Music and maths - is there a learning connection?
We know the brain adapts and physically changes when it's exposed to new experiences and this remarkable plasticity is the the basis for learning.
Brain mapping using MRI images provide us with glimpse into which part of the brain is active during particular tasks.
Some research papers have used brain mapping to suggest that learning music develops the same cognitive spatial-temporal part of the brain as mathematics - so there's a possible maths benefit in learning music.
Let's put the neuroscience to one side. As a parent of two children who are learning a musical instrument I notice quite a few obvious connections:
- Many aspects of maths - such as times tables and series - are based on repeating patterns. So too is music
- Rhythm is a form of counting
- Reading music requires counting - for example to know when to come back in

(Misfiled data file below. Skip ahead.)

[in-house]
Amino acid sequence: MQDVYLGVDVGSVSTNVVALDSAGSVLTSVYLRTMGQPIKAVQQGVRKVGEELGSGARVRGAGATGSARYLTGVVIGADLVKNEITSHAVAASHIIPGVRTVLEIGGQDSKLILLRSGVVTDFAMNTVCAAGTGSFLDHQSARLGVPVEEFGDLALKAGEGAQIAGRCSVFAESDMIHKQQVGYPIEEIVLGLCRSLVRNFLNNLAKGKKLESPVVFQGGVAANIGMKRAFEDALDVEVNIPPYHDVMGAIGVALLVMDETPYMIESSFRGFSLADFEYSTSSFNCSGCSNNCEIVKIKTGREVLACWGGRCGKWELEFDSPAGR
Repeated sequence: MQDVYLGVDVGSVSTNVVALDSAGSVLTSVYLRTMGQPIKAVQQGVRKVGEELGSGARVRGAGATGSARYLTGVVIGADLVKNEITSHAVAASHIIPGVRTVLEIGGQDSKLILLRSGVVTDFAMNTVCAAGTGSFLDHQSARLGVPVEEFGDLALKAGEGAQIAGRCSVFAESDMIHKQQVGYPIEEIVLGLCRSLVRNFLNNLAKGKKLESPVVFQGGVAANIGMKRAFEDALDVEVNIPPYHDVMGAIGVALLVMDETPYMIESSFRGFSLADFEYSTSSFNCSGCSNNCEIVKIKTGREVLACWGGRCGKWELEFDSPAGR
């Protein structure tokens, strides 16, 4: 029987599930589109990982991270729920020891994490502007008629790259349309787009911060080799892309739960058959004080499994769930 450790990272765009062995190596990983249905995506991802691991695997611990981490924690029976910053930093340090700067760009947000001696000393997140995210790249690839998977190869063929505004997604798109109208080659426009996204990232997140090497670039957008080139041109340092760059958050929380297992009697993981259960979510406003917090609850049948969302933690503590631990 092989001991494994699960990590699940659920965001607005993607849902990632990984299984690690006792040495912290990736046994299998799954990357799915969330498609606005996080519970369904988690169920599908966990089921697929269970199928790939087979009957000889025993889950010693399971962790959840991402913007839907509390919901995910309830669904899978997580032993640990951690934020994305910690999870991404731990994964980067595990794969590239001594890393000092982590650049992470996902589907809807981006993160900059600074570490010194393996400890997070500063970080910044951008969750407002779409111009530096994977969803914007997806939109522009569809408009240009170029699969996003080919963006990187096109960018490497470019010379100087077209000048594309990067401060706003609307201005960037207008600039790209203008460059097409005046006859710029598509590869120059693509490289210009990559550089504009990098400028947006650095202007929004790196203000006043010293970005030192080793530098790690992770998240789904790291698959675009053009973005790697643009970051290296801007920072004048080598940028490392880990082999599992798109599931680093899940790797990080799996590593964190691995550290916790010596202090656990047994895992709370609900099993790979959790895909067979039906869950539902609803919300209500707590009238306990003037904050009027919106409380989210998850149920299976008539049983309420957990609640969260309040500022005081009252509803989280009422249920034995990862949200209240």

The Value of Practice
In music it’s pretty well accepted that to be good you have to practice a lot. However in mathematics education “practice” appears to have slipped down the agenda.
This is a shame because children need a lot of time and practice to master the basic numeracy skills that underpin their future understanding and confidence in maths.
The goal in learning both maths and music is to become fluent - to build an instinctive sense of the notes or numbers that feel right. When you've achieved this it stays with you for life and it’s very rewarding.
I can’t prove it but my hunch is that learning a musical instrument complements a child’s learning in maths and other subjects.
We don't know for sure whether there's a brain development benefit but the self discipline, concentration and persistence children gain through learning a musical instrument goes a long way to equipping them for the academic and professional challenges that lie ahead.
The same is true for all extra-curricular learning be it languages, drama, sports or indeed maths.
About Komodo - Komodo is a fun and effective way to to boost primary maths skills. Designed for 5 to 11 year olds to use in the home, Komodo uses a little and often approach to learning maths (15 minutes, three to five times per week) that fits into the busy routine. Komodo users develop fluency and confidence in maths - without keeping them at the screen for long.